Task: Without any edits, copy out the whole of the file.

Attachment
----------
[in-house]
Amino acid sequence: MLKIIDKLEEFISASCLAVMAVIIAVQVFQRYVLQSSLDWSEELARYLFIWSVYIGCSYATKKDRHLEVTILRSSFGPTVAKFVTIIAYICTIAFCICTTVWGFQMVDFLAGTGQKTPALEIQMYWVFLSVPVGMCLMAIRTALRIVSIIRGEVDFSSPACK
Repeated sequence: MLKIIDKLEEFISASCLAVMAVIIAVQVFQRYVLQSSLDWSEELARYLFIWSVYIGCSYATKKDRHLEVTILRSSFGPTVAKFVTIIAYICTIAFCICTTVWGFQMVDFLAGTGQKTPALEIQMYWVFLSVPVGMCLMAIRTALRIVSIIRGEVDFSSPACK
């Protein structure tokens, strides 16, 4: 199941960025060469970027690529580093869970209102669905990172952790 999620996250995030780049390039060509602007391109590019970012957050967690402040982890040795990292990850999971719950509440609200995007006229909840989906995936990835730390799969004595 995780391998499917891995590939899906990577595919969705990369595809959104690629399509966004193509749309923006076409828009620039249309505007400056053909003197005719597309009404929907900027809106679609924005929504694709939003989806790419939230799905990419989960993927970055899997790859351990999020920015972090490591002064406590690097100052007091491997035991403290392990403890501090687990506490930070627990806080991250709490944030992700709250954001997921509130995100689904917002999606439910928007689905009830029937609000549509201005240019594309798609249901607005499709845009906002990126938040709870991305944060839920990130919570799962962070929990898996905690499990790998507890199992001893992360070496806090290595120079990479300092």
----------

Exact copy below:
[in-house]
Amino acid sequence: MLKIIDKLEEFISASCLAVMAVIIAVQVFQRYVLQSSLDWSEELARYLFIWSVYIGCSYATKKDRHLEVTILRSSFGPTVAKFVTIIAYICTIAFCICTTVWGFQMVDFLAGTGQKTPALEIQMYWVFLSVPVGMCLMAIRTALRIVSIIRGEVDFSSPACK
Repeated sequence: MLKIIDKLEEFISASCLAVMAVIIAVQVFQRYVLQSSLDWSEELARYLFIWSVYIGCSYATKKDRHLEVTILRSSFGPTVAKFVTIIAYICTIAFCICTTVWGFQMVDFLAGTGQKTPALEIQMYWVFLSVPVGMCLMAIRTALRIVSIIRGEVDFSSPACK
């Protein structure tokens, strides 16, 4: 199941960025060469970027690529580093869970209102669905990172952790 999620996250995030780049390039060509602007391109590019970012957050967690402040982890040795990292990850999971719950509440609200995007006229909840989906995936990835730390799969004595 995780391998499917891995590939899906990577595919969705990369595809959104690629399509966004193509749309923006076409828009620039249309505007400056053909003197005719597309009404929907900027809106679609924005929504694709939003989806790419939230799905990419989960993927970055899997790859351990999020920015972090490591002064406590690097100052007091491997035991403290392990403890501090687990506490930070627990806080991250709490944030992700709250954001997921509130995100689904917002999606439910928007689905009830029937609000549509201005240019594309798609249901607005499709845009906002990126938040709870991305944060839920990130919570799962962070929990898996905690499990790998507890199992001893992360070496806090290595120079990479300092």